Our deepest appreciation goes to frontline first responders and healthcare professionals dealing with the coronavirus. We also want to thank our teams at OFG and Oriental on the other frontline. They have done an outstanding job helping customers and businesses manage the financial challenges during this crisis. Please turn to Page 4. We immediately experienced a pickup in technology usage by both retail and business customers starting in March, and it has continued. For example, as of the first quarter, active mobile banking users and People Pay transactions increased 43% from the first quarter of 2017. And as of the first quarter of this year, 57% of all loan and credit card payments we received went through digital channels as opposed to customer mailing them or coming to branches to pay. As I mentioned, we enhanced this effort by quickly developing unique and first-to-market digital tools to help consumers apply for forbearance and businesses for PPP loans. Along those same lines, since mid-March, more than 1,000 clients have used our existing online appointment tool to conveniently schedule meetings in branches under COVID-19 safe conditions. Looking at the first round of SBA PPP program, we originated 32% of the loans in Puerto Rico and disbursed 21% of the total amount granted to Puerto Rico businesses. Our average cycle time was only five days. We're very pleased to see these trends. Technology is a core part of our overall corporate strategy, and we continue to look for new and innovative ways to use it to help our customers.

Now let's turn to our results on Pages five through seven of our presentation. Let's start with our financial highlights on page six. Net core revenues increased 33%. That mainly reflects the significant increase in interest-earning assets from the Scotiabank acquisition on net interest income, net of the effects of lower interest rates on cash and variable commercial loans. It also reflects the much larger customer base on our banking and wealth management revenues. Due to the coronavirus pandemic, we increased provision based on the changed macroeconomic scenario we see ahead. Noninterest expenses were also much higher, primarily due to the Scotiabank acquisition. During this critical time, in order to ensure full service, we decided to postpone most of the planned Scotiabank cost savings until there is more clarity on how the coronavirus pandemic plays out. Partially offsetting these added costs was a gain on sale from mortgage-backed securities. The bottom line was a breakeven quarter. Tangible book value declined slightly, primarily due to Day one effect of CECL, which I'll get to in a few minutes. The key performance ratio we look at, efficiency, return on assets and return on equity, all improved sequentially from the fourth quarter when we had large merger and restructuring charges associated with the end-of-the-year acquisition of Scotiabank Puerto Rico.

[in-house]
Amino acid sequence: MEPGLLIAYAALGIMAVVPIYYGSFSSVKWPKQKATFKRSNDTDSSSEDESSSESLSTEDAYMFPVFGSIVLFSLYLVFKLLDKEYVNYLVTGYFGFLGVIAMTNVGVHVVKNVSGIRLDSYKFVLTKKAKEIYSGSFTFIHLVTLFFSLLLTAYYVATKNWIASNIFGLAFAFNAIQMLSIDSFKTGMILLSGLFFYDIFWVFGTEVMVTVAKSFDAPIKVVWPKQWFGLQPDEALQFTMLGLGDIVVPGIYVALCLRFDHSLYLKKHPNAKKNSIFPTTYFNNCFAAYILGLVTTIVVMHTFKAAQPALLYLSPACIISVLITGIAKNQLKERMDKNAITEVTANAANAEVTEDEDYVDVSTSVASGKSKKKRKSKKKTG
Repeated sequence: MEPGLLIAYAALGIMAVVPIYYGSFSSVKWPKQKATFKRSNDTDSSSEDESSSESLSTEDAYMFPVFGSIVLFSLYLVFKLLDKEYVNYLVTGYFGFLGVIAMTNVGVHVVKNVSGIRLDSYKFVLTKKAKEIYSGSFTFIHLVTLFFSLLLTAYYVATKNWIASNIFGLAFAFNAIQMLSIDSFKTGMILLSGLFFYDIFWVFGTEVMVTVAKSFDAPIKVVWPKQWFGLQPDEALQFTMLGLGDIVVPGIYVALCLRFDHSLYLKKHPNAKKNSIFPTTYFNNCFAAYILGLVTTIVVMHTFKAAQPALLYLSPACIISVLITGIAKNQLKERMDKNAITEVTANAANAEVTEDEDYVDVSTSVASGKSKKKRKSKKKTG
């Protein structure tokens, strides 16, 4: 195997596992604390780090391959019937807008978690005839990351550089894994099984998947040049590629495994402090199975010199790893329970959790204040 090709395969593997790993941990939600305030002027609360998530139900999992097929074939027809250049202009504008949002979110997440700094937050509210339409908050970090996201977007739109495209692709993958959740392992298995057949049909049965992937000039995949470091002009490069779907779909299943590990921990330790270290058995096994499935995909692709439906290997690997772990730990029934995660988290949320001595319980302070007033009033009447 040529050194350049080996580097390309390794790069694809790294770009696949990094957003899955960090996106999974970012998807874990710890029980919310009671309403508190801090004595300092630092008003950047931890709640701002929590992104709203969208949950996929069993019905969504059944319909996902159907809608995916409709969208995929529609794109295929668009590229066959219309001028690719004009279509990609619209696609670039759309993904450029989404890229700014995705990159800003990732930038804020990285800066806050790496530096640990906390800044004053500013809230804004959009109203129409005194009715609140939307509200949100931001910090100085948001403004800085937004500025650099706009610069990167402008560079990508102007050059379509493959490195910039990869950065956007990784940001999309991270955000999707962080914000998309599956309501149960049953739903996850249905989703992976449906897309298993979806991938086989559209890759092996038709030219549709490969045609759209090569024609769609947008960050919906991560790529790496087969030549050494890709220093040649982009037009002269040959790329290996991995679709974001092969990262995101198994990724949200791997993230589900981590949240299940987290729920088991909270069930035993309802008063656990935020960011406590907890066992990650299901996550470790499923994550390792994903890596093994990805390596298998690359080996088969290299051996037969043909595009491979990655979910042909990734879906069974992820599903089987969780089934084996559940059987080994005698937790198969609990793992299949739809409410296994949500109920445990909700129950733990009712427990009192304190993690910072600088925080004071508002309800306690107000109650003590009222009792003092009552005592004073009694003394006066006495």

Looking at our operational highlights on page seven. Average loan balances increased 48% year-over-year, contributing to the increase in net interest income. This was mainly due to the acquisition. Average core deposits, excluding brokered, increased 71% year-over-year. This was similarly a result of the acquisition but also due to an organic increase in deposits. The overall increase in lower-cost core deposits has enabled us to reduce higher-cost brokered CDs and borrowing balances by more than 47% year-over-year. Loan generation was slightly ahead of the year ago. It should be noted, the first quarter of this year was affected by a slow start because of the earthquakes. Volume picked up nicely later in January and February, mainly due to the increased customer base and added capabilities from the Scotiabank acquisition. And as expected, production fell in March because of the impact of COVID-19. Loan yield at 7.01% held up well. The year-over-year decline reflected two factors. The first is our new loan mix, which includes a larger proportion of 30-year fixed residential fixed rate residential mortgages from the Scotiabank acquisition. The approximately the approximate yield on this loan portfolio is in the 5% range. The second factor was our variable rate commercial loan portfolio. On a year-over-year basis, this portfolio experienced the full effect of the Federal Reserve's 2019 second half rate cuts and the partial effect of the March 2020 rate cuts of 150 basis points. Approximately 60% of our commercial loans are variable rate. The cost of core deposits increased 14 basis points year-over-year before the fair value amortization for the Scotiabank deposits. As a result, net interest margin declined to 4.94%. I would like to point out that this decline includes lower yield on our cash balances as a result of the Fed rate cuts that I previously mentioned.

Please turn to page eight to review credit quality. There was little effect in the first quarter with coronavirus. The net charge-off rate was up eight basis points from a year ago as a result of the previously reserved commercial loans. The nonperforming loan rate was down 131 basis points from a year ago due to the NPLs we sold in 2019. Please turn to page nine. This page provides detail on the impact of CECL Day one and our March 31 reserve build. CECL Day one added $39 million in allowance for non-purchased deteriorated loans. It resulted in a charge against retained earnings and capital of about $25.5 million net of taxes. For purchased credit deteriorated loans, we made a $51 million adjustment. It is important to note that this was made through the allowance and loan balances with no impact on capital. At the end of the quarter, we added a $34 million provision, incorporating changes in our macroeconomic outlook and qualitative adjustments as a result of COVID-19. We used Moody's economic scenario for Puerto Rico that incorporates COVID-19 for our CECL modeling. The continued uncertainty regarding the severity and duration of the pandemic and its related economic effects remains, and it is unclear to what extent various governmental initiatives will be able to mitigate future credit losses. This resulted in a year-over-year increase in our allowance of $68 million and a sequential quarter increase of $114 million.